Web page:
Emerging Self-Identities and Emotion in Foreign Language Learning: A Narrative-Oriented Approach
Author: Masuko Miyahara
This book uses a narrative-oriented approach to shed light on the processes of identity construction and development among Japanese university students of English. The research highlights the instrumental agency of individuals in responding to and acting upon the social environment, and in developing, maintaining and/or reconstructing their identities as L2 users. The study offers unique insights into the role of experience, emotions, social and environmental affordances in shaping their personal orientations to English and self-perceptions as English learner-users. It also examines individuals' responses to these factors and discusses fluctuations in their motivations. The additional value of this book lies in its detailed account of methodological procedures, challenges and ways to overcome obstacles encountered when undertaking qualitative longitudinal studies.
Miyahara's detailed and illuminating narrative study of university students in Japan offers new insights into the role of experience and emotion in language learning in an EFL context. This book brings to life both current theories surrounding identity and motivation in language learning and complex methodological issues that arise in the research of these important concepts.
This book uniquely incorporates Dewey's work on experience to the development of an understanding of situated learning, imagined communities and the L2 ideal self. Miyahara links social and psychological factors in an effective and innovative way, making for a complex model of L2 identity which she applies masterfully to the English language learning narratives of Japanese university students. The book is a must-read for anyone interested in L2 identities, either from a theoretical or practical perspective.
This is a bold study that brings together psychological and sociological perspectives on the motivation to learn English of six young Japanese. Informed both by wide reading and an intimate knowledge of context, Miyahara uses a narrative approach to demonstrate convincingly how the learners' experiences with English in childhood and adolescence colour their attitudes and motivation to learn during their first year at college.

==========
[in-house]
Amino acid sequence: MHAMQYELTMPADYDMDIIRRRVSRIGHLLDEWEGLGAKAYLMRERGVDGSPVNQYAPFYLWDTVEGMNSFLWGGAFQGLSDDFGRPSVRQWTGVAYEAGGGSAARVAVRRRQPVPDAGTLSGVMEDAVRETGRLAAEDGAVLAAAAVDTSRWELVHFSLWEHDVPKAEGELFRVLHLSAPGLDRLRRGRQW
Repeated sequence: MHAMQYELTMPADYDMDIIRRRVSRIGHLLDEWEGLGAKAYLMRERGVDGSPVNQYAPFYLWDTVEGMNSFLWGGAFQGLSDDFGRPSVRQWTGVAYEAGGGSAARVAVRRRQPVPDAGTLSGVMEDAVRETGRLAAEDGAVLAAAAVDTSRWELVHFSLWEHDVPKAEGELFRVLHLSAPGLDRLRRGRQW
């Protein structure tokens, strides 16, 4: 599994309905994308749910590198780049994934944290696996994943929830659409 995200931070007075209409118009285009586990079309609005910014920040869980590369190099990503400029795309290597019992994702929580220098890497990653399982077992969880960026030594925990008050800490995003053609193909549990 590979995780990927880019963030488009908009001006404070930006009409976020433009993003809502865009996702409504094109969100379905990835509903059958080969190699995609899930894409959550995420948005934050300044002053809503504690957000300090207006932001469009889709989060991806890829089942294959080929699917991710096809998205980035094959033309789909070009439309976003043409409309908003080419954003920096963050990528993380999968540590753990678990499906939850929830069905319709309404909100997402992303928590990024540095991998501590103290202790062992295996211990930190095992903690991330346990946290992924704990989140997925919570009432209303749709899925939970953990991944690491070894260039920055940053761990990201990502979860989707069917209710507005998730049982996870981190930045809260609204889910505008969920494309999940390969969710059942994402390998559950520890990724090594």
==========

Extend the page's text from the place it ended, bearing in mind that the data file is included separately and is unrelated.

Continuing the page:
Miyahara's monograph contributes to identity research by constructing a theoretical framework combining both post-structuralist and psychological theories of identity (...) The explored EFL learners' identities strengthen the field by shedding more light on the diverse ways in which English learners in EFL (as opposed to ESL) contexts construct their identities as English users in the globalized world. Furthermore, the detailed discussion of narrative analysis provides methodological insights for interested researchers to further develop the approach.
Journal of Language, Identity & Education, 16:4
I thoroughly enjoyed reading this book and I found it a thought-provoking and stimulating read for those interested in identities, the self, and emotions, and their interplay with foreign language learning. Additionally, anyone with an interest in
conducting research using learner narratives may use it as an informative guide to the process and be alert to challenges that this type of research might pose.
ELT Journal, Volume 71, Issue 3
Masuko Miyahara is Lecturer at the International Christian University, Tokyo, Japan. She has been working in the field for over 20 years and her areas of interest include identity studies and language learning, autonomy, emotions in language learning and methodological issues related to language learning research.
Overview of the Research
- Theoretical Frameworks
- Narrative Approach: Identities Studies and Emotions
- The Research Design, the Site, Participants, Data Collection and Analysis
- Sayaka and Megumi 's Stories: Authenticate and Strengthen the L2 Possible Selves
- Megumi and Yui's Stories: Desires to Create and Develop the L2 Possible Selves
- Hinako and Takehiro's Stories: Ambivalent Desires to Create the L2 Possible Selves
- An Attempt to Weave the Threads Together:
- Conclusion and Afterword
Figures and Tables